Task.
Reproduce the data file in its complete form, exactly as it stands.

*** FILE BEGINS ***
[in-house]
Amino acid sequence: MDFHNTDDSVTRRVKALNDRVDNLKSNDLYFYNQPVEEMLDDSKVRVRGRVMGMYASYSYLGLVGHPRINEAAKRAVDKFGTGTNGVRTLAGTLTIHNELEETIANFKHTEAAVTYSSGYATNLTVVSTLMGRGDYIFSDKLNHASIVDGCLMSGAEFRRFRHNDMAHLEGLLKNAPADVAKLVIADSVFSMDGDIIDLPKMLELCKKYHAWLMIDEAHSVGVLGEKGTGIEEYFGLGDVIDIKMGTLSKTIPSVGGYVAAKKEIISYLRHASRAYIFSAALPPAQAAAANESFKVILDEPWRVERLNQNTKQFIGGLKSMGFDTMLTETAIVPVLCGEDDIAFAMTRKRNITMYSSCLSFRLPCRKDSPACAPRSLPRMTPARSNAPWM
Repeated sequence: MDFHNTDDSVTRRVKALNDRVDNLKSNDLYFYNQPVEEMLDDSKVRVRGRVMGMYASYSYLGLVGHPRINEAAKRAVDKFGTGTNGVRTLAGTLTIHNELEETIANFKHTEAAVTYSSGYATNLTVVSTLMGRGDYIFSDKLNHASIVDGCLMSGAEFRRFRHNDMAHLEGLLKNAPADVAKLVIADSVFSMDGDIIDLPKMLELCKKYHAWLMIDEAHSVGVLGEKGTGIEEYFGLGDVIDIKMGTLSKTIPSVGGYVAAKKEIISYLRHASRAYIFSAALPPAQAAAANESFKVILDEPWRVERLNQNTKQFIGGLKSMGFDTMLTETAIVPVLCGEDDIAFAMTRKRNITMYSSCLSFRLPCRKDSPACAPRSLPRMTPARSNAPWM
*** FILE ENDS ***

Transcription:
[in-house]
Amino acid sequence: MDFHNTDDSVTRRVKALNDRVDNLKSNDLYFYNQPVEEMLDDSKVRVRGRVMGMYASYSYLGLVGHPRINEAAKRAVDKFGTGTNGVRTLAGTLTIHNELEETIANFKHTEAAVTYSSGYATNLTVVSTLMGRGDYIFSDKLNHASIVDGCLMSGAEFRRFRHNDMAHLEGLLKNAPADVAKLVIADSVFSMDGDIIDLPKMLELCKKYHAWLMIDEAHSVGVLGEKGTGIEEYFGLGDVIDIKMGTLSKTIPSVGGYVAAKKEIISYLRHASRAYIFSAALPPAQAAAANESFKVILDEPWRVERLNQNTKQFIGGLKSMGFDTMLTETAIVPVLCGEDDIAFAMTRKRNITMYSSCLSFRLPCRKDSPACAPRSLPRMTPARSNAPWM
Repeated sequence: MDFHNTDDSVTRRVKALNDRVDNLKSNDLYFYNQPVEEMLDDSKVRVRGRVMGMYASYSYLGLVGHPRINEAAKRAVDKFGTGTNGVRTLAGTLTIHNELEETIANFKHTEAAVTYSSGYATNLTVVSTLMGRGDYIFSDKLNHASIVDGCLMSGAEFRRFRHNDMAHLEGLLKNAPADVAKLVIADSVFSMDGDIIDLPKMLELCKKYHAWLMIDEAHSVGVLGEKGTGIEEYFGLGDVIDIKMGTLSKTIPSVGGYVAAKKEIISYLRHASRAYIFSAALPPAQAAAANESFKVILDEPWRVERLNQNTKQFIGGLKSMGFDTMLTETAIVPVLCGEDDIAFAMTRKRNITMYSSCLSFRLPCRKDSPACAPRSLPRMTPARSNAPWM